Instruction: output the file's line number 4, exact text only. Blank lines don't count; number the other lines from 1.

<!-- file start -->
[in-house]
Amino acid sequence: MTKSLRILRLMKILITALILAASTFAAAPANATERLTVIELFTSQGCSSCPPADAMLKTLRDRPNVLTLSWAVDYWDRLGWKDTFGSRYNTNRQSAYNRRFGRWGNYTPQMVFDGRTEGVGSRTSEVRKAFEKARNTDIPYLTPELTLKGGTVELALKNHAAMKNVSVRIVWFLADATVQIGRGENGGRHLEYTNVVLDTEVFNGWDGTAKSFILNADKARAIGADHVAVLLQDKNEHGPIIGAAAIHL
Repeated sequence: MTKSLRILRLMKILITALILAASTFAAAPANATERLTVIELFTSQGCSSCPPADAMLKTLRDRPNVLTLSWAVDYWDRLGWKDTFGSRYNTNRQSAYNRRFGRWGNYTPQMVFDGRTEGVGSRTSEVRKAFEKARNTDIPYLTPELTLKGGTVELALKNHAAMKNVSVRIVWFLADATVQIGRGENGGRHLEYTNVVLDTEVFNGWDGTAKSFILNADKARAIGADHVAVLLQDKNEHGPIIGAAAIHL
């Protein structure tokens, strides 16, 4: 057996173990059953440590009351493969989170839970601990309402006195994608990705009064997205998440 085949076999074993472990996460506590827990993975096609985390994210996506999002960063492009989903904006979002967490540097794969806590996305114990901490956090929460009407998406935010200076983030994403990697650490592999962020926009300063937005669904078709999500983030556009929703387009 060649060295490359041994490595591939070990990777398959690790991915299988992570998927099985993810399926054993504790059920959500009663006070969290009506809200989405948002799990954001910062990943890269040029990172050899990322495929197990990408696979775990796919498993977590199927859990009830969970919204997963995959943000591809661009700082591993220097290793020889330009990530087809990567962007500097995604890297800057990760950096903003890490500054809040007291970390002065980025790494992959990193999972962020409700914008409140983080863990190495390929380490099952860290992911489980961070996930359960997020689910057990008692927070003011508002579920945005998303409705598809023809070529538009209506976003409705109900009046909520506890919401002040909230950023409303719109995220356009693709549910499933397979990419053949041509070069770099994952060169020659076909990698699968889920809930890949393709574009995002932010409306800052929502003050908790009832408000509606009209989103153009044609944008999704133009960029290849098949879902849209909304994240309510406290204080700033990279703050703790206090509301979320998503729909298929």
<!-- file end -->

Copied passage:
């Protein structure tokens, strides 16, 4: 057996173990059953440590009351493969989170839970601990309402006195994608990705009064997205998440 085949076999074993472990996460506590827990993975096609985390994210996506999002960063492009989903904006979002967490540097794969806590996305114990901490956090929460009407998406935010200076983030994403990697650490592999962020926009300063937005669904078709999500983030556009929703387009 060649060295490359041994490595591939070990990777398959690790991915299988992570998927099985993810399926054993504790059920959500009663006070969290009506809200989405948002799990954001910062990943890269040029990172050899990322495929197990990408696979775990796919498993977590199927859990009830969970919204997963995959943000591809661009700082591993220097290793020889330009990530087809990567962007500097995604890297800057990760950096903003890490500054809040007291970390002065980025790494992959990193999972962020409700914008409140983080863990190495390929380490099952860290992911489980961070996930359960997020689910057990008692927070003011508002579920945005998303409705598809023809070529538009209506976003409705109900009046909520506890919401002040909230950023409303719109995220356009693709549910499933397979990419053949041509070069770099994952060169020659076909990698699968889920809930890949393709574009995002932010409306800052929502003050908790009832408000509606009209989103153009044609944008999704133009960029290849098949879902849209909304994240309510406290204080700033990279703050703790206090509301979320998503729909298929």